Ports & Ships Maritime News

Sep 29, 2009
Author: Terry Hutson



















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TODAY’S BULLETIN OF MARITIME NEWS

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  • First View – ALTAIR II

  • Maersk Line begins container calls at Richards Bay

  • Rotterdam doesn’t rule – not yet

  • Nigeria: Shipowners Association arrest fifth ship over illegal bunkering

  • Skills Levies in a Climate of Skills Crisis

  • News clips – Keeping it brief

  • Today’s recommended read – could this happen here?

  • Pics of the day – SANKO BARON




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    First View – ALTAIR II



    The Polish trawler Altair II spent many years fishing out of Lyttelton for various joint ventures with New Zealand companies. Last year however her owners and another of the company’s trawlers fell foul of the Ministry of Fisheries for misreporting their catch. Altair II was laid up in Lyttelton on 22 May 2008 with no quota to fish and no charter to local companies.

    This week the waiting came to an end and the trawler took on bunkers yesterday before sailing at 16h00 for Pusan, South Korea. It is understood that she will undergo a refit while in Pusan before moving to fish in the Barents Sea. Picture by Alan Calvert



    Maersk Line begins container calls at Richards Bay


    Maersk Lines' Maersk Constellation - picture by Ian Shiffman

    Within a few days of the opening of the new container port of Ngqura, a leading shipping line has taken the initiative by introducing a container service at the port of Richards Bay, in response to long repeated calls by local business for a direct service.

    Last Friday a Maersk container ship called at the Zululand port, which is better known for dry bulk cargoes – coal in particular. In the calendar year 2008 the port of Richards Bay handled a total of 9,350 containers, of which 3,511 were imports and 5,558 were for export – the balance being either coastal or tranships. With a regular service, even if by inducement, this figure is bound to increase.

    Transnet has consistently rejected efforts by Zululand business to encourage container handling at Richards Bay and the port of Durban about a hundred nautical miles away has continued to handle most of the boxed traffic for the Zululand port and surrounding area, resulting in additional road haulage to and from Durban.

    The service being provided by Maersk Line is based on inducement but the regional manager for the shipping company, Carl Lorenz was quoted by the Zululand Observer as saying that three additional sailings from Richards Bay were already confirmed for October.

    “As long as there is a demand, we will induce the service to Richards Bay more regularly. In addition to the cost saving benefits, there would be no long distance road haulage requirements to Durban. In March this year, we set up a meeting with all local stakeholders and they were keen on the proposed service,” Lorenz told the newspaper.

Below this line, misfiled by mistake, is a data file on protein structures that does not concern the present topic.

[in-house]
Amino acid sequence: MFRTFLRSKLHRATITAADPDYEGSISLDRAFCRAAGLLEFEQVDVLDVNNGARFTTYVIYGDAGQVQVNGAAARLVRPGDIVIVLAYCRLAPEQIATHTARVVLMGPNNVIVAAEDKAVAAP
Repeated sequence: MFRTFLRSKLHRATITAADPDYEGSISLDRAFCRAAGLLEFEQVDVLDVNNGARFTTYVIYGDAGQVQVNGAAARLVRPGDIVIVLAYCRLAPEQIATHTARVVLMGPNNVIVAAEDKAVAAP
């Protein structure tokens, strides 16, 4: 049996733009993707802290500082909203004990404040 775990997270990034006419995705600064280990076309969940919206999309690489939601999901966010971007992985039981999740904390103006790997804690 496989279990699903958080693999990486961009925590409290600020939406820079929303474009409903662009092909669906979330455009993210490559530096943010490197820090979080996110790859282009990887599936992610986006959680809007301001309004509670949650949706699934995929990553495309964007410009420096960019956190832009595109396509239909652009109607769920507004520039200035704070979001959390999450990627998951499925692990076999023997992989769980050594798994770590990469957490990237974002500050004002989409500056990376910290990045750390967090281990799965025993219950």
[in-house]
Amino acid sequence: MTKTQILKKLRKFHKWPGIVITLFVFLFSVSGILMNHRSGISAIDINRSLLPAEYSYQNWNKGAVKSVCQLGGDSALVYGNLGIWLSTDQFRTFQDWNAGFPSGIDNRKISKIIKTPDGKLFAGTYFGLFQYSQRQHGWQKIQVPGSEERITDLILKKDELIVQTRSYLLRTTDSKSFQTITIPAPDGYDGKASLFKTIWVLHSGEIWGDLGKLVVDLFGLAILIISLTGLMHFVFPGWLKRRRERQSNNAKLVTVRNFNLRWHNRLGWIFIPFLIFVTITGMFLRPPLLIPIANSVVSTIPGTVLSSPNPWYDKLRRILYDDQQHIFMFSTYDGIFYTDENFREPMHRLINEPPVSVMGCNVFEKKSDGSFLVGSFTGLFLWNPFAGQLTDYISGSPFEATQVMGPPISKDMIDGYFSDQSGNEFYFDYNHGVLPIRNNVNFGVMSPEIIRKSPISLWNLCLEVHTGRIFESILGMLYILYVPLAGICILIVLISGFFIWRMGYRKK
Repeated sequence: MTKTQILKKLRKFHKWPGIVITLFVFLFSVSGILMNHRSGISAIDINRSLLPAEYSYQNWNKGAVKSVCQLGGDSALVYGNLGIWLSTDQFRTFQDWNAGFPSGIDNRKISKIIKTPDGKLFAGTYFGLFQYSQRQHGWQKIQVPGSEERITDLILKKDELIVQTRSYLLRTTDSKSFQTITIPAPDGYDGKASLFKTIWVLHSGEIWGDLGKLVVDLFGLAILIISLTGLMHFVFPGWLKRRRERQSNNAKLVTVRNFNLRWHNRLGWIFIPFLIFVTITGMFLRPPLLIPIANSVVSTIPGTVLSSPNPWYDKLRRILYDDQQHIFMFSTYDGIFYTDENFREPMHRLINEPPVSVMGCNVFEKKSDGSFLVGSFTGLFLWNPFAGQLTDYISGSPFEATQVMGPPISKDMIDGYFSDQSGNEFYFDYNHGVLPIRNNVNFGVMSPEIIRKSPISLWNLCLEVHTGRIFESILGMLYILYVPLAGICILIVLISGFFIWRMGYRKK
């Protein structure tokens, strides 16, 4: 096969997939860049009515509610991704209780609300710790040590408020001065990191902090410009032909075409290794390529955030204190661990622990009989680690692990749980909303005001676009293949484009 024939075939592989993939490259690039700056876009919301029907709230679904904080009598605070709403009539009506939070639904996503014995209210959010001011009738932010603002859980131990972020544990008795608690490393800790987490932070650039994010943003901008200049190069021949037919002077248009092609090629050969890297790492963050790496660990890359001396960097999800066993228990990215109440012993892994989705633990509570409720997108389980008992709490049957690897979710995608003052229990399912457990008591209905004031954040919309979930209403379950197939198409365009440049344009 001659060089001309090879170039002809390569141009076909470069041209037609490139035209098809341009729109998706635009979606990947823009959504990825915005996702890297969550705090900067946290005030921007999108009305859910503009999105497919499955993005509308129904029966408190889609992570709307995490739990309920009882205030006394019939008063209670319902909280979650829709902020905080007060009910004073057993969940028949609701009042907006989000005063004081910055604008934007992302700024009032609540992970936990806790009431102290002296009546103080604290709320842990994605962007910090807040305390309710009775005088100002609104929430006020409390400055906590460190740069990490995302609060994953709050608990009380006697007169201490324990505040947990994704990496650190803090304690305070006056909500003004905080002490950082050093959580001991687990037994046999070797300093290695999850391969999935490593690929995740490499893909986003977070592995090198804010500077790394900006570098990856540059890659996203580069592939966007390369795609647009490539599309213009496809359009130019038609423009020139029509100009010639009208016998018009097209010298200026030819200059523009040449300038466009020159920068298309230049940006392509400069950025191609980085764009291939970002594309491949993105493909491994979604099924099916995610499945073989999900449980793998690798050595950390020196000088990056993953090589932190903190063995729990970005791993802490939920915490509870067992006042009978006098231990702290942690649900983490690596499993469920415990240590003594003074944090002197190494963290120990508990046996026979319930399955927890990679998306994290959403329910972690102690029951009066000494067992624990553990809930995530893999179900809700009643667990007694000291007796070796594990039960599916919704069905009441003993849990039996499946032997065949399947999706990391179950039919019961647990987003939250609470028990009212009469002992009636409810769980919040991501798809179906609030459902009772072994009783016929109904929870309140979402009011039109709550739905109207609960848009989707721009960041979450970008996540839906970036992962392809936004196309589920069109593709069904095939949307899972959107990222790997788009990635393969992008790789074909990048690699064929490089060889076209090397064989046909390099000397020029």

With the growing move towards containerisation of dry bulk consisting of ores and minerals, the potential for shipping from a port like Richards Bay with its solid industrial base must be considered as a move in the right direction. Although the port lacks dedicated container handling equipment it does operate with a number of mobile cranes while shipping lines that may choose to follow Maersk Lines’ example would no doubt ensure that geared vessels are available.

    Possibly if private enterprise takes the lead once again Transnet might decide to revise its plans and provide appropriate container handling facilities for Richards Bay. In the recently revealed Transnet Infrastructure Plan it was clear that Transnet had no immediate intention of encouraging container handling at this port, although the long term projections indicated that Richards Bay has the land and water to accommodate a very large container terminal.



    Rotterdam doesn’t rule – not yet

    By the recent weekend 16 nations had declared their support for the UN convention known as the Rotterdam Rules. See our article which explained the new convention New cargo transport convention could impact SA importers HERE

    Another four nations are required to sign the convention before it can take effect, which would then come into effect after one year has elapsed since the 20 nations ratified it.

    The 16 countries to have given their agreement so far are the Congo, Denmark, Gabon, Ghana, Greece, Guinea, France, the Netherlands, Nigeria, Norway, Poland, Senegal, Spain, Switzerland, Togo and the United States.

    The UK has chosen to remain neutral at this point, as has South Africa, while the European Commission said the rules did not conform to the European multimodal expectations and were therefore not in line with wider EU transport policy which it claims is aimed at easing the complexity of shipping. The European Shippers Council said that the rules are too complex and would discourage short-sea and coastal shipping in an intra-European, door-to-door logistics setting. It claimed that the reluctance of other nations to sign the rules indicated that the Rotterdam Rules lacked widespread support.

    In a joint statement issued by the port and city of Rotterdam, which has lent its name to the convention, it stated that were the same rule to apply all over the world it would promote international trade and make it more efficient and more clear.

    “The Rotterdam Rules will give world trade a boost, considering that 80 per cent of world trade is conducted by sea,” the statement went on.

    The Rotterdam Rules are the result on inter-governmental negotiations that have been taking place between 2002 and 2009 within the UN Commission for International Trade Law (UNCITRAL).